If all good-time deductions claimed are to be allowed, it fairly appears that Morgan should be discharged. That the deduction provided by 18 USCA § 710 is prevented by a revocation of parole both in respect of good conduct before parole and after its revocation unless restored by the Attorney General under section 711 is fairly ruled in Aderhold v. Perry (C. C. A.) 59 F.2d 379, 380. We there held that when a prisoner was received into the penitentiary under several successive sentences, while for most purposes his sentences remain distinct, yet for the single purpose of good time deduction they are to be treated as one, the aggregation of them required by statute serving to increase the rate of the allowance and also to increase what is lost by misconduct, so that good conduct does not earn a final and absolute credit as to any sentence until the entire service is, with the aid of the credit, performed. Good conduct for a month or for the term of one of the sentences gives only a potential credit, an inchoate right to it, which is perfected only when at the time for casting up the account the prisoner's "record of conduct," to quote the statute, "shows that he has faithfully observed all the rules and has not been subjected to punishment." This refers to his whole record during the aggregated sentences under which he originally entered the penitentiary. Touching misconduct on parole, by the words of section 716 the prisoner is "to remain, while on parole, in the legal custody and under the control of the warden of such prison from which paroled," and the conditions of his parole become rules which he is under duty to observe although not actually within the walls of the penitentiary. See Anderson v. Corall, 263 U. S. at page 196, 44 S.Ct. 43, 68 L. Ed. 247. Section 719 in plain words declares that: "If such order of parole shall be revoked and the parole so terminated, the said prisoner shall serve the remainder of the sentence originally imposed; and the time the prisoner was out on parole shall not be taken into account to diminish the time for which he was sentenced." The loss of this time is a punishment for a failure faithfully to observe the rules within the meaning of section 710, which prevents the deduction as for a good record. See, also, Halligan v. Marcil (C. C. A.) 208 F. 403; Ex parte Marcil (D. C.) 213 F. 990. It is argued that the final section of the Parole Act, 18 USCA § 723, which provides that nothing in the act shall be construed "to impair the power of the President * * * to grant a pardon or commutation, * * * or in any way impair or revoke such good time allowance as is or may hereafter be provided by law," prohibits the forfeiture of good time by anything done under the parole law. We are of opinion that the language means only that pardon by the President and the plan of good time allowances are not superseded by the parole. Good time credits are still to be allowed even while a prisoner is out on parole. See section 716. But they are not given any new stability or security, nor to be earned except in accordance with section 710. This construction of the statute has been administratively acted on for twenty years, since Halligan v. Marcil, supra, was decided, and Congress in its subsequent considerations of the subject has not altered it.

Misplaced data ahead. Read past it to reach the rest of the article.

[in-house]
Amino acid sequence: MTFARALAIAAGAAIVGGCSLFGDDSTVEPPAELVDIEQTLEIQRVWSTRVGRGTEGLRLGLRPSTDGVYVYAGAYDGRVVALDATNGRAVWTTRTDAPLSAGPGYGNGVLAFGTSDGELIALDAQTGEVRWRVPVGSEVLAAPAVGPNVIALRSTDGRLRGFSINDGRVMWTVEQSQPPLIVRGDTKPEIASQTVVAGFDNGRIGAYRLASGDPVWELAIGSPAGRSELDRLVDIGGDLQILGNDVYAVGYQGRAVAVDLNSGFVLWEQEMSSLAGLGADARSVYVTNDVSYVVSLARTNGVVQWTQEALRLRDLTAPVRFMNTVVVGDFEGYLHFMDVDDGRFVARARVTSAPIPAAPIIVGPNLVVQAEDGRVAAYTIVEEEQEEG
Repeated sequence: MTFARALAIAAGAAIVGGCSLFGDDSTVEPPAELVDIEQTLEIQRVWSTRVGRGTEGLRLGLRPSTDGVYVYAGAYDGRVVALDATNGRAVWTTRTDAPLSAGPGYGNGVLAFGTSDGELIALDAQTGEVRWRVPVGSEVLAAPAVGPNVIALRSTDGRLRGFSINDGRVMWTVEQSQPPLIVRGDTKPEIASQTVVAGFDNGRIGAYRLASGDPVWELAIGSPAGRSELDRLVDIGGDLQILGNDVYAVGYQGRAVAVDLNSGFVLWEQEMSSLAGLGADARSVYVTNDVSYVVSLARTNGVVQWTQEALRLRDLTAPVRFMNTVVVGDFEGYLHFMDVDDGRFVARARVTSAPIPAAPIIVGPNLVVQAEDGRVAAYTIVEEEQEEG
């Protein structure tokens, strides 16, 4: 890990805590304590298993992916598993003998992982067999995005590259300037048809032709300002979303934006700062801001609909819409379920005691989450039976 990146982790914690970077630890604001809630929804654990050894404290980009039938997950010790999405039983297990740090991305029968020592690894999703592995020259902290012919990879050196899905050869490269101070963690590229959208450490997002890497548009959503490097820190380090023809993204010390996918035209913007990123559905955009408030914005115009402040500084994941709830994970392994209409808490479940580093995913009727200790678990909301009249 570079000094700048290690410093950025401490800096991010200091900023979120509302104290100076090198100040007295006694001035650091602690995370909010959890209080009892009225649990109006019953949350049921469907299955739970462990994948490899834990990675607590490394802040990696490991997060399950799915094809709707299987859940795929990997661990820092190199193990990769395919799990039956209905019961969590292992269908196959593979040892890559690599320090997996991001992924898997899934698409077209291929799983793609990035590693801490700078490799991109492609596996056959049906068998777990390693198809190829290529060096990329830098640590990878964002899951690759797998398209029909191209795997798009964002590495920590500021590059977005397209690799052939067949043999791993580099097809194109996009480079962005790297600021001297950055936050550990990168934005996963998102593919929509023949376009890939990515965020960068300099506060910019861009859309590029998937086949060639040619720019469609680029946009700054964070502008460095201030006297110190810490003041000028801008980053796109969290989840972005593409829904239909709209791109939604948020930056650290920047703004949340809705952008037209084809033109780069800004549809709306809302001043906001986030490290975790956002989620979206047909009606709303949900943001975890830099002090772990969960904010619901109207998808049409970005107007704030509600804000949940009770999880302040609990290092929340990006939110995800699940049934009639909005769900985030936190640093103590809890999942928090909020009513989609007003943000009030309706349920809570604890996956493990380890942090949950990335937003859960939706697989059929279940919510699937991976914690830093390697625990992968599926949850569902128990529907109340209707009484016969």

As to the additional allowance claimed for service in the prison camp, reliance is placed on a dictum in Perry's Case, as follows: "Under the Act approved May 27, 1930, § 8, 46 Stat. 391 (18 USCA § 744h), the Attorney General has established a system of good time allowance in prison camps as a periodic reward for faithful, diligent, and willing service which is not automatically defeated by subsequent misconduct. With this interesting experiment in penology we are not concerned in this case." The reference was to Circular No. 2175, issued by the Attorney General on April 10, 1931, whereby an allowance because of such service, rather than because of freedom from rule violation as under section 710, was provided, somewhat in the nature of a wage. This new allowance was to be affirmatively set up at the end of each month by the Director. Paragraph 6 stated: "Camp good time once earned cannot be revoked except on approval of the Director of the Bureau of Prisons." Perhaps the quoted provision was in conflict with the Act of 1930 (18 USCA § 744h) which authorizes the Attorney General to establish the additional allowance only "under the same terms and conditions as provided in the Acts of Congress referred to in this section," being sections 710 to 712a of the Code. Perhaps it amounts only to making the Director instead of the local camp superintendent the judge of misconduct. The record before us does not disclose under what regulations the additional deduction is claimed by Morgan, nor by whom it was revoked. Most of his service was prior to April 10, 1931. There is no showing that any deduction was ever affirmatively allowed him, nor that if now respected it would be sufficient to entitle the prisoner to a present discharge. We are unable to say that error is shown on this point in the judgment remanding him to custody.

The contention that the sentence for conspiracy in which overt acts of transporting stolen cars were set up protects Morgan from sentence for committing the substantive offenses which the conspiracy contemplated is foreclosed by the decisions in United States v. Rabinowich, 238 U.S. 78, 35 S.Ct. 682, 59 L. Ed. 1211; Powers v. United States (C. C. A.) 294 F. 512; Perry v. United States (C. C. A.) 18 F.2d 477.

In the conspiracy indictment, in the charging clause, the defendant is named as Helen O. Morgan, though he is named Harlen O. Morgan in portions detailing the overt acts. Helen and Harlen are hardly idem sonans; so that a misnomer appears which might have been pleaded, for an accused person has the right to have the record show his proper name. But not pleading the misnomer waives it. The arrest and arraignment of the accused identifies him for trial, and the person so arrested and arraigned is validly convicted no matter what name is applied to him in the proceedings.

No error appearing, the judgment of remand is affirmed.